single women

The New Old Maid: Satisfied Single Women

She has no regrets about remaining single because she’s gotten to have the life she dreamed about since she was a young girl.

By: Maureen Paraventi

It hardly needs to be said that women who remain single lead very different lives than their married counterparts. So why am I saying it?

Society has long focused on what single women don’t have – husbands – while ignoring what we do have: independence and autonomy. The freedom to do whatever one wants, whenever one wants to do it was a recurring theme raised by the women that I talked to.

Traditionalists may find this threatening. If women stop assuming their natural, biologically-driven role of mating and procreating, the human race could, in time, vanish! Or at the very least, mothers won’t get the chance to go wedding dress shopping with their daughters and bully them into buying a ball gown when what they really want is a fit and flare.

People who remain unmarried are not undermining the institution of marriage. In fact, the opposite is true. How many divorces occur because women and men who aren’t meant to get married take that fateful walk down the aisle simply because they feel that it’s expected of them?

But let’s get back to the benefits of being single.

Early in my career as a radio personality, when I’d worked my way up from teeny tiny markets to the small market of Champaign, Illinois, I got a job offer from a radio station in San Francisco. San Francisco! In one move, I could more than double my salary, which at that time kept me just above the poverty level. Of greater importance to me was the opportunity to work with major market personalities and reach many more listeners than I ever could in Champaign. Additionally, I could go from the Midwest to an exciting city in California.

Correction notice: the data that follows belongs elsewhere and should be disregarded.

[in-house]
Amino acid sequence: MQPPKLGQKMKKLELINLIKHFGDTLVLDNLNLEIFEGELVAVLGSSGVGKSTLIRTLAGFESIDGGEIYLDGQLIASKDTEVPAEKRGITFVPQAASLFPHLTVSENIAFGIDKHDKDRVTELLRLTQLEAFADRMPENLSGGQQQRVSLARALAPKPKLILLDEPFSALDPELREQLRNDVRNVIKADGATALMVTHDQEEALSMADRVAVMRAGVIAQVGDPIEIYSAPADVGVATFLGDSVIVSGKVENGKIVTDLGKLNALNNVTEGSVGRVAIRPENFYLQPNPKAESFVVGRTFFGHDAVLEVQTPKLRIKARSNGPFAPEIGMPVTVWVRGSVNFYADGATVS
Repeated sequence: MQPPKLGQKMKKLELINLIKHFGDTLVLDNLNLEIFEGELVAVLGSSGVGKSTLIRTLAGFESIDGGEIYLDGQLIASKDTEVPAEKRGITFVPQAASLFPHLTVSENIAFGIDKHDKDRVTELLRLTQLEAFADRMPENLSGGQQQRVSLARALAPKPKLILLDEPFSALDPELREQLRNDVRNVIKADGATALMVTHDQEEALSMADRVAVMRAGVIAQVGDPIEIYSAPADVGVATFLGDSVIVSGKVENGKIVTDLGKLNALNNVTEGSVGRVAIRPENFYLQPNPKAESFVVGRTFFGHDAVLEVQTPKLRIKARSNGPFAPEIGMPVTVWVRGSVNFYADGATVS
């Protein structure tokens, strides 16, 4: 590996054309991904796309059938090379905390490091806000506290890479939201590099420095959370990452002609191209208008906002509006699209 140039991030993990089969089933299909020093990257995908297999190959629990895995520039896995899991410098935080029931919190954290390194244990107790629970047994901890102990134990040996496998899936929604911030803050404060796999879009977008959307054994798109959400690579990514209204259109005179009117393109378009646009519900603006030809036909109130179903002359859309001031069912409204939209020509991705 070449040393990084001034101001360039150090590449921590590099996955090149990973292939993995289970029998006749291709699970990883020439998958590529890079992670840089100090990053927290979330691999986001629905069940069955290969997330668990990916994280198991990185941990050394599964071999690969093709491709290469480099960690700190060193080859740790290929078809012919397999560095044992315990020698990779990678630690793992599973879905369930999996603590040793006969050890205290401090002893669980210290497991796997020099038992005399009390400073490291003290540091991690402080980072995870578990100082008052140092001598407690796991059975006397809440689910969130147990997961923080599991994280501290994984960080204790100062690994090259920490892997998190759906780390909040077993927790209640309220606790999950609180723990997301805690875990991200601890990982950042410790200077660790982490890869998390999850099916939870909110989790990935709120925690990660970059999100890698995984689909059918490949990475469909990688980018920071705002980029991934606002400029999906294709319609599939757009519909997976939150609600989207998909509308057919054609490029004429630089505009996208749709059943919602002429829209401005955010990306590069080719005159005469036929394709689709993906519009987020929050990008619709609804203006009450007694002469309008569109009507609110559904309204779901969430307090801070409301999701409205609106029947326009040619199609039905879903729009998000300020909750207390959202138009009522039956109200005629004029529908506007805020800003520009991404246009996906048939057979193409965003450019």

I thought about it for a hot second, and then said “Yes!”

I didn’t have to ask a husband if he wanted to move. If he would be able to transfer or find a new job in the Bay Area. If he would be willing to leave behind friends and family, forego the recreational softball team for which he’d played third base for so many summers, abandon the garden he’d lovingly hewed out of the wilds of the backyard. If we’d had children, the decision would have been even more complicated. What about their schools? Little Susie and Bill would pout for months after we moved because they missed their friends. Grandma and Grandpa would lay the guilt trip on us for taking their grandchildren so far away from them.

I was able to make a major decision based solely on what I wanted to do, and I must be honest; it was exhilarating. With the exception of the job interview I’d flown in for, I’d never even been to San Francisco, but I was thrilled as I packed up and hit the road for a new position in an unfamiliar city.

Ironically, that job turned sour pretty quickly, for reasons that had nothing to do with its location. I stuck it out for a year because that would look better on my resume than a quick departure. Then I left for greener pastures (ok, Chicago) just as easily as I’d headed for San Francisco. And that wasn’t my last move, by the way.

Imagine if I’d uprooted a husband, convinced him to go to the Bay Area to start a whole new life there, and then turned around in a year’s time and told him that I’d changed my mind. If he had objected to moving yet again – which would have been completely reasonable on his part – I might have been stuck indefinitely in a job I hated. And I would likely have brought that bitterness home from work every day, where it would have affected my marriage.